Two Pristine Areas on Hawaiʻi Island Now Protected
Parcels in Waiea and Kahuku-Pōhue will be managed to preserve what makes them so ecologically and culturally significant.
Two areas on Hawaiʻi Island—both ecologically and culturally important—will now be managed by a government agency, with the hopes of protecting these natural resources.
A roughly 1,260-acre parcel in Waiea on the western flank of Mauna Loa has been designated as part of the State Natural Area Reserve (NAR) system managed by the Hawaiʻi Department of Land and Natural Resources’s Division of Forestry and Wildlife. (These systems were established to preserve specific and diverse land and water areas in Hawaiʻi. There are currently 21 reserves on five islands.)
The Waiea NAR contains moist koa- and ‘ōhi‘a-dominated forests—the ideal habitat for rare forest birds and plants—within the South Kona district. Wild ʻalalā (Hawaiian crow), both endemic and endangered, were last observed in Waiea.
The new reserve is approximately 1.5 miles mauka (upland) from where Highway 11 (Māmalahoa Highway) intersects with Ho‘okena Beach Road.
While these reserves are normally open to the public for hiking and nature study, this area is currently landlocked by adjacent private land, so currently there is no access.
About 40 miles south of this area is Pōhue Bay, part of the 16,451-acre Kahuku-Pōhue parcel that is now part of Hawaiʻi Volcanoes National Park.
In July the nonprofit Trust for Public Land purchased this parcel, which includes the popular Pōhue Bay, for $9.4 million, then transferred ownership and stewardship to the National Park Service.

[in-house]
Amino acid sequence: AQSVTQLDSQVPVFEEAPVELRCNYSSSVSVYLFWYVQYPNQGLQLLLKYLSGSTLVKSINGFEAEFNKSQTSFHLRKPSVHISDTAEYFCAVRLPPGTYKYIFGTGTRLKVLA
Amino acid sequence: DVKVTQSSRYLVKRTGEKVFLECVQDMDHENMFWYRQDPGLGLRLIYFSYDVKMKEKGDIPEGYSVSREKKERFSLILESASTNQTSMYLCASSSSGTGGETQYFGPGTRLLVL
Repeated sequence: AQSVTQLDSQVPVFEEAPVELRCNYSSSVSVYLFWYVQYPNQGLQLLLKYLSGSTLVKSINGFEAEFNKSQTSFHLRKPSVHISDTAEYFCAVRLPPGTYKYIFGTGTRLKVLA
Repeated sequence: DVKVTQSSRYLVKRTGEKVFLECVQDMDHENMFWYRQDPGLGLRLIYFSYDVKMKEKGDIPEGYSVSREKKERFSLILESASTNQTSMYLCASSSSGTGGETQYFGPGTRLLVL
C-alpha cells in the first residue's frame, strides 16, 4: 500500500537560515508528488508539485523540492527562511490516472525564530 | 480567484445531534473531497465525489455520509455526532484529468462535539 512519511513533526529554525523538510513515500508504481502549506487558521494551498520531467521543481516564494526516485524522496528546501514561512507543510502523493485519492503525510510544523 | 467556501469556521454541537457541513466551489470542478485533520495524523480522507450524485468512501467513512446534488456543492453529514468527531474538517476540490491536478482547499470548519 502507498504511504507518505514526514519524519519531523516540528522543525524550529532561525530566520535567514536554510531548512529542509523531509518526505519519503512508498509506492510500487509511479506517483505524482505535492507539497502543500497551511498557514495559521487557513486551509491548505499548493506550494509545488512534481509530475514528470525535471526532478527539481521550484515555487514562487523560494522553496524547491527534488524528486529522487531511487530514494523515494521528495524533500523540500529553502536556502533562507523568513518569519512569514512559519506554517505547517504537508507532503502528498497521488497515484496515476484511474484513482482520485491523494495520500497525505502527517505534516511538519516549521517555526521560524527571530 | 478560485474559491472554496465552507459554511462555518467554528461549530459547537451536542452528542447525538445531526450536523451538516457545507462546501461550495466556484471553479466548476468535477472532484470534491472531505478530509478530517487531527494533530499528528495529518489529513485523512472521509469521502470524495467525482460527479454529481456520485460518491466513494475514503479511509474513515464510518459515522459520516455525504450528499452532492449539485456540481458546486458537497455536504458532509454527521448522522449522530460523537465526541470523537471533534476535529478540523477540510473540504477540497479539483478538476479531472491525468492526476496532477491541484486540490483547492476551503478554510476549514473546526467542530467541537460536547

The bay is frequented by local residents who love to surf, fish and reconnect with nature and culture. It has recently become a popular destination for visitors, attracted to the bay’s white sand and remote location.
But beyond its beauty, this area on the rugged coastline of Kāʻu is a critical habitat for a variety of endangered species, including honu (Hawaiian green sea turtles), hawksbill sea turtles, Hawaiian monk seals, ʻiwa (great frigate bird), kōlea (golden plover) and ʻōpeʻapeʻa (Hawaiian hoary bat). It’s also home to a number of important cultural sites, including heiau (temples), burial sites and lava tubes.
“Pōhue Bay is has tremendous cultural and ecological value,” says Lea Hong, TPL’s director of Hawaiʻi programs. “It is home to pristine beaches, rich ecosystems and an astonishing array of well-preserved cultural sites. Critically endangered Hawaiian species and rare endemic animals rely on the natural resources and habitat the area provides and significant Hawaiian cultural sites, including the largest recorded abrader tool quarry in Hawaiʻi, ancient burials, mauka-makai (inland) trails, the coastal Ala Kahakai National Historic Trail, fishing shrines, remains of once thriving coastal villages, and petroglyphs dating from ancient times to the 19th century remain untouched.”
The National Park Service will spend several months discussing with the community how best to manage access to this area. For now, this parcel, including the bay, is closed to the public.